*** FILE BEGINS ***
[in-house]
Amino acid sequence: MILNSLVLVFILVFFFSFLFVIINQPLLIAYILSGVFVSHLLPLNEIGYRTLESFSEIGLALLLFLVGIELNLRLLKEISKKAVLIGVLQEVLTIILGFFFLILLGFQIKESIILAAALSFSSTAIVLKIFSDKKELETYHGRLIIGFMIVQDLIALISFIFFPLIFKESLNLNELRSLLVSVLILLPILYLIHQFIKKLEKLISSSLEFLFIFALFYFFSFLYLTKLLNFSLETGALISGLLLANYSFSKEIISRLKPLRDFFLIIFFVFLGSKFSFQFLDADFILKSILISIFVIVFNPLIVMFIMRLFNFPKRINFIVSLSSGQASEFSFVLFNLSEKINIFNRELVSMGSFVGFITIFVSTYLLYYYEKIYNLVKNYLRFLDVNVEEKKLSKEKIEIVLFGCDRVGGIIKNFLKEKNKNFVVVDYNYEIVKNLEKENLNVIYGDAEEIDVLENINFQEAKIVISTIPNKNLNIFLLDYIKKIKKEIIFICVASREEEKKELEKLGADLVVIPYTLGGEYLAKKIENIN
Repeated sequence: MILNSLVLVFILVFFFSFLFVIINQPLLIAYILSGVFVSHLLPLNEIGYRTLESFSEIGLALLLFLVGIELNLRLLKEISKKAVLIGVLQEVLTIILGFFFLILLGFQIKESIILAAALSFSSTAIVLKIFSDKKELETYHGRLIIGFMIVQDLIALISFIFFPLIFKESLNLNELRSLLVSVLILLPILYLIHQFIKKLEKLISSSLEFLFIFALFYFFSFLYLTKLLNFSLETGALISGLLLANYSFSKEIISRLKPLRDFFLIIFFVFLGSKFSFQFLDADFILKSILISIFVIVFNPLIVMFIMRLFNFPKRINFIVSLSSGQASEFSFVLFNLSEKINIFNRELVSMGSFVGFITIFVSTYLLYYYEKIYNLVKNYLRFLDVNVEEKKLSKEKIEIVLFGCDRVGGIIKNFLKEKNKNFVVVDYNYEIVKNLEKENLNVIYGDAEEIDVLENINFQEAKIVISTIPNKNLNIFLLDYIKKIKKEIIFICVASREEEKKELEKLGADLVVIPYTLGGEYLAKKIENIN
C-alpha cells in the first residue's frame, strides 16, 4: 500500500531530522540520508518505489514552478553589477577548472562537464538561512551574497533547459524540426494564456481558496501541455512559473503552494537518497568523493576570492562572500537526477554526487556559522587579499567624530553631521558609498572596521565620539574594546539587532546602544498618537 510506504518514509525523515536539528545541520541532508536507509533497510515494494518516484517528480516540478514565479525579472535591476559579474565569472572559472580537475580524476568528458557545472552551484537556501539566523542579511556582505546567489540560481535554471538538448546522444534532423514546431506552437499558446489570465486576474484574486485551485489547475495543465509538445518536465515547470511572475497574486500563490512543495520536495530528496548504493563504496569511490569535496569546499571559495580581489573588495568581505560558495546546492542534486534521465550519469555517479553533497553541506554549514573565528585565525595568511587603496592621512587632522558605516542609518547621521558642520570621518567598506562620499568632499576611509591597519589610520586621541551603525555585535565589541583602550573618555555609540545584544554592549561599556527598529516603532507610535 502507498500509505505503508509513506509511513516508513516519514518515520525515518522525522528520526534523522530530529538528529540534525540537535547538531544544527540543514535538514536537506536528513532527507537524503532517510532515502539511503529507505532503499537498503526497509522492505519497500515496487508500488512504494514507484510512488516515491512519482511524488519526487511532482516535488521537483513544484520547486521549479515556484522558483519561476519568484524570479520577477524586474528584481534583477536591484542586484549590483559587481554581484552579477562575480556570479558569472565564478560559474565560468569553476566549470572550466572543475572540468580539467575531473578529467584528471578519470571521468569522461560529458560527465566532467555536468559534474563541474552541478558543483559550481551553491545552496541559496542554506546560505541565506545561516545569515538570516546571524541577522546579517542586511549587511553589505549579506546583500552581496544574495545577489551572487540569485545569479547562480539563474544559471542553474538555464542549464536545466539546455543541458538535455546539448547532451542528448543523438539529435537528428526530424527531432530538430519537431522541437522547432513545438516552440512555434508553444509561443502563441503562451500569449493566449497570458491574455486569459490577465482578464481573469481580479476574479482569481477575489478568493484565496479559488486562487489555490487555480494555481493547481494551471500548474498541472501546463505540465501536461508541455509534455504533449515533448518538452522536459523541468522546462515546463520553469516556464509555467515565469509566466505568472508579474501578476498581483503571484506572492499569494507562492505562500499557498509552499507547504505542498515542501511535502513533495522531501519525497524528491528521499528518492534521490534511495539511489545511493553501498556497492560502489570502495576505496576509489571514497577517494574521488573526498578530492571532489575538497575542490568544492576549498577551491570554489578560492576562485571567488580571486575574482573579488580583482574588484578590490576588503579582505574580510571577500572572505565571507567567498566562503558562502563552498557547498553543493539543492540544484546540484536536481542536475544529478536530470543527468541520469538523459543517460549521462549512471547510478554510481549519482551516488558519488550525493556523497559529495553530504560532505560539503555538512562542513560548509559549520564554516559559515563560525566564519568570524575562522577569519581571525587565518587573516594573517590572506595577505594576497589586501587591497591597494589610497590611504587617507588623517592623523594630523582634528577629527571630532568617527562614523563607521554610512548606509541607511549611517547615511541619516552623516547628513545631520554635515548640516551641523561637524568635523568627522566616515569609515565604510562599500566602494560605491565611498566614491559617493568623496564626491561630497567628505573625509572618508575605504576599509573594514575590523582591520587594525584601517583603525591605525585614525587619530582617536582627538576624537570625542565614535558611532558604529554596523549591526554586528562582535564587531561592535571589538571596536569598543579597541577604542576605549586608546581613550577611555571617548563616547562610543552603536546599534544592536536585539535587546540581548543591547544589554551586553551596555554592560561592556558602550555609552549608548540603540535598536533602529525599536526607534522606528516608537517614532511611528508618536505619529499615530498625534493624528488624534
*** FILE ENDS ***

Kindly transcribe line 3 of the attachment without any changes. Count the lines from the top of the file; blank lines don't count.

Repeated sequence: MILNSLVLVFILVFFFSFLFVIINQPLLIAYILSGVFVSHLLPLNEIGYRTLESFSEIGLALLLFLVGIELNLRLLKEISKKAVLIGVLQEVLTIILGFFFLILLGFQIKESIILAAALSFSSTAIVLKIFSDKKELETYHGRLIIGFMIVQDLIALISFIFFPLIFKESLNLNELRSLLVSVLILLPILYLIHQFIKKLEKLISSSLEFLFIFALFYFFSFLYLTKLLNFSLETGALISGLLLANYSFSKEIISRLKPLRDFFLIIFFVFLGSKFSFQFLDADFILKSILISIFVIVFNPLIVMFIMRLFNFPKRINFIVSLSSGQASEFSFVLFNLSEKINIFNRELVSMGSFVGFITIFVSTYLLYYYEKIYNLVKNYLRFLDVNVEEKKLSKEKIEIVLFGCDRVGGIIKNFLKEKNKNFVVVDYNYEIVKNLEKENLNVIYGDAEEIDVLENINFQEAKIVISTIPNKNLNIFLLDYIKKIKKEIIFICVASREEEKKELEKLGADLVVIPYTLGGEYLAKKIENIN